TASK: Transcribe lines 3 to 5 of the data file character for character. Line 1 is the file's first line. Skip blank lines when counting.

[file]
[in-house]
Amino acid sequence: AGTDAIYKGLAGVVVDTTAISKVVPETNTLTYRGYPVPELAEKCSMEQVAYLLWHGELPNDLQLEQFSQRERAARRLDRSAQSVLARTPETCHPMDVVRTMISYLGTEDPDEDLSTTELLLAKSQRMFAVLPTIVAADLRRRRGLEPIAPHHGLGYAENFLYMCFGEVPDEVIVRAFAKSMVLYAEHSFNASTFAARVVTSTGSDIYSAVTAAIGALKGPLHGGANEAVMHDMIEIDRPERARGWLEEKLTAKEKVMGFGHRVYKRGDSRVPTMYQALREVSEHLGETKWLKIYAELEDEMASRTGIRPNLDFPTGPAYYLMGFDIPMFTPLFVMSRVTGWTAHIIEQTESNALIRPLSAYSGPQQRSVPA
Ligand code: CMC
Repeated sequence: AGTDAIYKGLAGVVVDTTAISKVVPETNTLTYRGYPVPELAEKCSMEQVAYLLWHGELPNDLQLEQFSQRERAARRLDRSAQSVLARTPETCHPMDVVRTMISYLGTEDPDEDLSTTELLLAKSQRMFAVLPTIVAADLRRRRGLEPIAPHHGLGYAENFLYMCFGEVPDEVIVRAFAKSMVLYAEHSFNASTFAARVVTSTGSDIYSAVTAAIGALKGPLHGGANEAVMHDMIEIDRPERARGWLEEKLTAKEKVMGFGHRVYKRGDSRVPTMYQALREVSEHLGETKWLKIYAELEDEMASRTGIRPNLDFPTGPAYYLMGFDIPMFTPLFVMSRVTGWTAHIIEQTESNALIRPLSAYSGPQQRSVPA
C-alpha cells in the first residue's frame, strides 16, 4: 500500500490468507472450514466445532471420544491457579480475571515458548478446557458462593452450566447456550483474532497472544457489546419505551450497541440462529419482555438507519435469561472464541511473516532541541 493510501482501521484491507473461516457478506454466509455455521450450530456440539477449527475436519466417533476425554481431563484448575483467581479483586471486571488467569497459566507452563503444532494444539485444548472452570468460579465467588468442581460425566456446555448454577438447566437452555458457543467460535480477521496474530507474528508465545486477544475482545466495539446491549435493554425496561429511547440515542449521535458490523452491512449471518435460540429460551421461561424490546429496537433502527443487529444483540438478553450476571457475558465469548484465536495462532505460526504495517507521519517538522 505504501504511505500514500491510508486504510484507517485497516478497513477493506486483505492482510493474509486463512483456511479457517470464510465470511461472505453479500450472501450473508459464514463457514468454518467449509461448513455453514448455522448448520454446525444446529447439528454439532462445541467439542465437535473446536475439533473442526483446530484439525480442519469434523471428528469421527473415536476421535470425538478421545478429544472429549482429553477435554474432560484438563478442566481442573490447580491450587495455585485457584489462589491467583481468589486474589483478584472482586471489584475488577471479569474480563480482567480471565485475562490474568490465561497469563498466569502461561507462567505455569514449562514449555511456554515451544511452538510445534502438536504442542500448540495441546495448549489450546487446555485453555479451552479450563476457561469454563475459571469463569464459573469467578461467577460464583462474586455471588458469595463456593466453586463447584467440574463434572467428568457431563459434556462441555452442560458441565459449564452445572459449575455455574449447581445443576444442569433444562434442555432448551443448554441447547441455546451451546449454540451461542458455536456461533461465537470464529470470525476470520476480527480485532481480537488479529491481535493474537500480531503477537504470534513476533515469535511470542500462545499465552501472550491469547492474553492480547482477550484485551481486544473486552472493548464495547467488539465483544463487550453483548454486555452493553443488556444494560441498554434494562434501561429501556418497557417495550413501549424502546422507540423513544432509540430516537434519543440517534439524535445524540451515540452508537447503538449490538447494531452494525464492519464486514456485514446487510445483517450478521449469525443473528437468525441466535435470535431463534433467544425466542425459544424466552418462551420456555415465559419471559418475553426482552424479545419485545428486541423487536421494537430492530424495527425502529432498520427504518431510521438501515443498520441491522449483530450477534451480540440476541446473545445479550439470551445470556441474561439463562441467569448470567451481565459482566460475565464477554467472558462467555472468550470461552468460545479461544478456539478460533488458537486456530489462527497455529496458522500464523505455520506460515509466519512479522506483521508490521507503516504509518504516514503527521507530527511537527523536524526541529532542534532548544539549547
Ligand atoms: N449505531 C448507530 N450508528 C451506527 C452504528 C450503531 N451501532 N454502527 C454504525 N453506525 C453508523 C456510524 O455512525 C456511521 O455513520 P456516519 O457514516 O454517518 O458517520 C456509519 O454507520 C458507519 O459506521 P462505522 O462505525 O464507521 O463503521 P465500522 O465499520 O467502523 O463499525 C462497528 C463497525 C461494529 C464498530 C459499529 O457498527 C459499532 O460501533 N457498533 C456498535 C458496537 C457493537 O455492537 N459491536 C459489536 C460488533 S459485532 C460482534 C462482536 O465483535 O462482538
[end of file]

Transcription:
Ligand code: CMC
Repeated sequence: AGTDAIYKGLAGVVVDTTAISKVVPETNTLTYRGYPVPELAEKCSMEQVAYLLWHGELPNDLQLEQFSQRERAARRLDRSAQSVLARTPETCHPMDVVRTMISYLGTEDPDEDLSTTELLLAKSQRMFAVLPTIVAADLRRRRGLEPIAPHHGLGYAENFLYMCFGEVPDEVIVRAFAKSMVLYAEHSFNASTFAARVVTSTGSDIYSAVTAAIGALKGPLHGGANEAVMHDMIEIDRPERARGWLEEKLTAKEKVMGFGHRVYKRGDSRVPTMYQALREVSEHLGETKWLKIYAELEDEMASRTGIRPNLDFPTGPAYYLMGFDIPMFTPLFVMSRVTGWTAHIIEQTESNALIRPLSAYSGPQQRSVPA
C-alpha cells in the first residue's frame, strides 16, 4: 500500500490468507472450514466445532471420544491457579480475571515458548478446557458462593452450566447456550483474532497472544457489546419505551450497541440462529419482555438507519435469561472464541511473516532541541 493510501482501521484491507473461516457478506454466509455455521450450530456440539477449527475436519466417533476425554481431563484448575483467581479483586471486571488467569497459566507452563503444532494444539485444548472452570468460579465467588468442581460425566456446555448454577438447566437452555458457543467460535480477521496474530507474528508465545486477544475482545466495539446491549435493554425496561429511547440515542449521535458490523452491512449471518435460540429460551421461561424490546429496537433502527443487529444483540438478553450476571457475558465469548484465536495462532505460526504495517507521519517538522 505504501504511505500514500491510508486504510484507517485497516478497513477493506486483505492482510493474509486463512483456511479457517470464510465470511461472505453479500450472501450473508459464514463457514468454518467449509461448513455453514448455522448448520454446525444446529447439528454439532462445541467439542465437535473446536475439533473442526483446530484439525480442519469434523471428528469421527473415536476421535470425538478421545478429544472429549482429553477435554474432560484438563478442566481442573490447580491450587495455585485457584489462589491467583481468589486474589483478584472482586471489584475488577471479569474480563480482567480471565485475562490474568490465561497469563498466569502461561507462567505455569514449562514449555511456554515451544511452538510445534502438536504442542500448540495441546495448549489450546487446555485453555479451552479450563476457561469454563475459571469463569464459573469467578461467577460464583462474586455471588458469595463456593466453586463447584467440574463434572467428568457431563459434556462441555452442560458441565459449564452445572459449575455455574449447581445443576444442569433444562434442555432448551443448554441447547441455546451451546449454540451461542458455536456461533461465537470464529470470525476470520476480527480485532481480537488479529491481535493474537500480531503477537504470534513476533515469535511470542500462545499465552501472550491469547492474553492480547482477550484485551481486544473486552472493548464495547467488539465483544463487550453483548454486555452493553443488556444494560441498554434494562434501561429501556418497557417495550413501549424502546422507540423513544432509540430516537434519543440517534439524535445524540451515540452508537447503538449490538447494531452494525464492519464486514456485514446487510445483517450478521449469525443473528437468525441466535435470535431463534433467544425466542425459544424466552418462551420456555415465559419471559418475553426482552424479545419485545428486541423487536421494537430492530424495527425502529432498520427504518431510521438501515443498520441491522449483530450477534451480540440476541446473545445479550439470551445470556441474561439463562441467569448470567451481565459482566460475565464477554467472558462467555472468550470461552468460545479461544478456539478460533488458537486456530489462527497455529496458522500464523505455520506460515509466519512479522506483521508490521507503516504509518504516514503527521507530527511537527523536524526541529532542534532548544539549547